Asthma (Adult Onset)

By: Victoria Clements, CPMC Research Associate
Reviewed by: Roy Levinson, MD, Maria Lania-Howarth, MD, Cooper University Hospital and Tara Schmidlen, MS CGC, Coriell Institute for Medical Research

What is Asthma?

Asthma is a chronic (long-term) lung disease that involves narrowing of the airways through inflammation and production of extra mucus which makes breathing difficult and can trigger wheezing, coughing, and shortness of breath. Symptoms can range from minor to severe and can potentially be life-threatening. For some people, asthma is a minor nuisance, but for others, it can be a major problem that interferes with daily activities and may lead to an asthma attack. Asthma attacks can be triggered by different situations, including: exercise, exposure to cold air, allergens, and workplace irritants1-3.

Asthma has no cure. Even when a person with asthma feels fine, the disease is still present, and it can flare up at any time. However, with today's knowledge and treatments, most people who have asthma are able to manage the disease so that they experience few, if any, symptoms and can live normal, active lives4.

How Common is Asthma?

Asthma affects 8.2% of the U.S. population- approximately 24.6 million people. This means that about 1 in 16 adults suffers from asthma3. Asthma occurs more often in females, children, and non-Hispanic black and Puerto Rican individuals.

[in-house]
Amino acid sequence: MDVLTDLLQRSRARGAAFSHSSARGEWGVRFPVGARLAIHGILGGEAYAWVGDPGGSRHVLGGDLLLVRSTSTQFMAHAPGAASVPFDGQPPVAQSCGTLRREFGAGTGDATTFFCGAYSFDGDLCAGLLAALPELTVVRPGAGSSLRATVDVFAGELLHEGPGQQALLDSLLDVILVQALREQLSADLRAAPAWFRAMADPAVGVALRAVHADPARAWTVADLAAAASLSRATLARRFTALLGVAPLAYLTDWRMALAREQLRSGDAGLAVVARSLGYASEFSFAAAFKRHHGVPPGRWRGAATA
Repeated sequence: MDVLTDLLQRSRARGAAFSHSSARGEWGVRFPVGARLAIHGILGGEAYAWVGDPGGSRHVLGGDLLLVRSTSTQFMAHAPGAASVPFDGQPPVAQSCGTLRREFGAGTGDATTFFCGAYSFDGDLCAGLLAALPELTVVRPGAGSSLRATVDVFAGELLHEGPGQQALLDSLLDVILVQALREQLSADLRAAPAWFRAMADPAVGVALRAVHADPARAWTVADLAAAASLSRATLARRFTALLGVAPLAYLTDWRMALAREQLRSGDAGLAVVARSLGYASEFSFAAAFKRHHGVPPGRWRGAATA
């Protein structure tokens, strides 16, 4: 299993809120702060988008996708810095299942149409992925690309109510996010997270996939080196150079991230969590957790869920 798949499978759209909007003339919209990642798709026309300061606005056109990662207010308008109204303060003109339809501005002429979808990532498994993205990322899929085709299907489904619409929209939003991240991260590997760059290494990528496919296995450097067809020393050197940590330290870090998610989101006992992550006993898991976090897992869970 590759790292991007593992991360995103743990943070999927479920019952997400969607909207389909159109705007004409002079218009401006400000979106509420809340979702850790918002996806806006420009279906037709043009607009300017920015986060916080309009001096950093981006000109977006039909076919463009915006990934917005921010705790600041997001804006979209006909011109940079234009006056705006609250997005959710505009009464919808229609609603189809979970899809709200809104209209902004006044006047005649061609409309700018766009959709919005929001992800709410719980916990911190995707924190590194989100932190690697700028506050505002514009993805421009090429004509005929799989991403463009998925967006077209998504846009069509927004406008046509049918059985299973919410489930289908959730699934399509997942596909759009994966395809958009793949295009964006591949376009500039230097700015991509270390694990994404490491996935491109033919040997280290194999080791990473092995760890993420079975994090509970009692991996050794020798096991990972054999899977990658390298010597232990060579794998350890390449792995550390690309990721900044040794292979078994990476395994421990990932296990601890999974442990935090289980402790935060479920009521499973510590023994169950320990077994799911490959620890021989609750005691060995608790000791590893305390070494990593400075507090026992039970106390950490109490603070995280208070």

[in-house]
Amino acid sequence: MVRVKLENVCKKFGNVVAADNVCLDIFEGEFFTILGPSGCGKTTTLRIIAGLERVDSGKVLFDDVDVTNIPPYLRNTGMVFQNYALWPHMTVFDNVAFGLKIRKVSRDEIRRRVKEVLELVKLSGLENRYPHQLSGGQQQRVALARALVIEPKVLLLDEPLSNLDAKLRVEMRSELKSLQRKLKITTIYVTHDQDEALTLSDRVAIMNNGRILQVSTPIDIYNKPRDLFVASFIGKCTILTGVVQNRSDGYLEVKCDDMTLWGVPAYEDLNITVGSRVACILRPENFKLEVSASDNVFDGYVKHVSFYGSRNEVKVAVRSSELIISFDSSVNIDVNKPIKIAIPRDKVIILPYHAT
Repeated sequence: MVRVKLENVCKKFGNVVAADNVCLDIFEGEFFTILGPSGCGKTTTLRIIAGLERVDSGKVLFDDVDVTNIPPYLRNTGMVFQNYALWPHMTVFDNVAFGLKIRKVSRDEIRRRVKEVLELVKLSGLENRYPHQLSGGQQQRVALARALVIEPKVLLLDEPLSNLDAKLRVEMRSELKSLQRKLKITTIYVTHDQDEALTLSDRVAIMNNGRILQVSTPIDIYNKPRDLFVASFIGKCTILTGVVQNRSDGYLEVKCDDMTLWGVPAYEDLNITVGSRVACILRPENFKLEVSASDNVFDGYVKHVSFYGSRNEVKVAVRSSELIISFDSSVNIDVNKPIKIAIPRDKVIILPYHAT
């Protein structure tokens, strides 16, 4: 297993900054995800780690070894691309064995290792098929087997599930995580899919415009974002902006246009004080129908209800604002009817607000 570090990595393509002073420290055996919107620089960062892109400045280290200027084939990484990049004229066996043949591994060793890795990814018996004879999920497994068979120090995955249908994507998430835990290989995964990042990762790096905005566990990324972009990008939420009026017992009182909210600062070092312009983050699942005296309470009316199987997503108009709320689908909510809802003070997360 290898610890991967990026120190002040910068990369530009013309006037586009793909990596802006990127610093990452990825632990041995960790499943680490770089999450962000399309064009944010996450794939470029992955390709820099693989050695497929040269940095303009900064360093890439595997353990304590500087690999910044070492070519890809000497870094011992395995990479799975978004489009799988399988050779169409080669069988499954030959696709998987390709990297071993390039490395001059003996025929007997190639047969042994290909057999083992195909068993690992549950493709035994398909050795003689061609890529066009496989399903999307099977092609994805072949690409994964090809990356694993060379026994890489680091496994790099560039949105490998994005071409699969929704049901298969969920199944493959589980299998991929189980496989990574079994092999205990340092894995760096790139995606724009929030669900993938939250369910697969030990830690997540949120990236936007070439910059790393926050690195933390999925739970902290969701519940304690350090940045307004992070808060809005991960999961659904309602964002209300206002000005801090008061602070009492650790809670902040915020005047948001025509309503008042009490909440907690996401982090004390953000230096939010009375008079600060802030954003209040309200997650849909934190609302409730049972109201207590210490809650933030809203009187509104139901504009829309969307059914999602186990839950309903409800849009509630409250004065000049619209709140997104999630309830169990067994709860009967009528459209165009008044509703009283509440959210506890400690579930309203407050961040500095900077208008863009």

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Learn more about Adult Onset Asthma, from symptoms to understanding your risk, through the links below.

Page References

1. Balkissoon, R., Asthma overview. Prim Care, 2008. 35(1): p. 41-60, vi.
2. Staff, M.C. Asthma. Disease and Conditions 2014 [cited 2014 August 18]; Available from:
3. CDC, C.f.D.C.a.P. Asthma. 2014 August 4, 2014 [cited 2014 August 18]; Available from:
4. National Heart, L., and Blood Institute. Asthma. Health Topics 2012 June 15, 2012 [cited 2014 August 18]; Available from:

Symptoms, Diagnosis, Treatment

Learn more about Adult Onset Asthma Learn More› ]

Risk Factors

Both genetic and non-genetic factors play a role in Adult Onset Asthma
Learn More› ]

Reduce Your Risk

Risk-reducing behaviors for Adult Onset Asthma Learn More› ]

The CPMC Study

Learn how the CPMC Study identifies your risk for Adult Onset Asthma Learn More› ]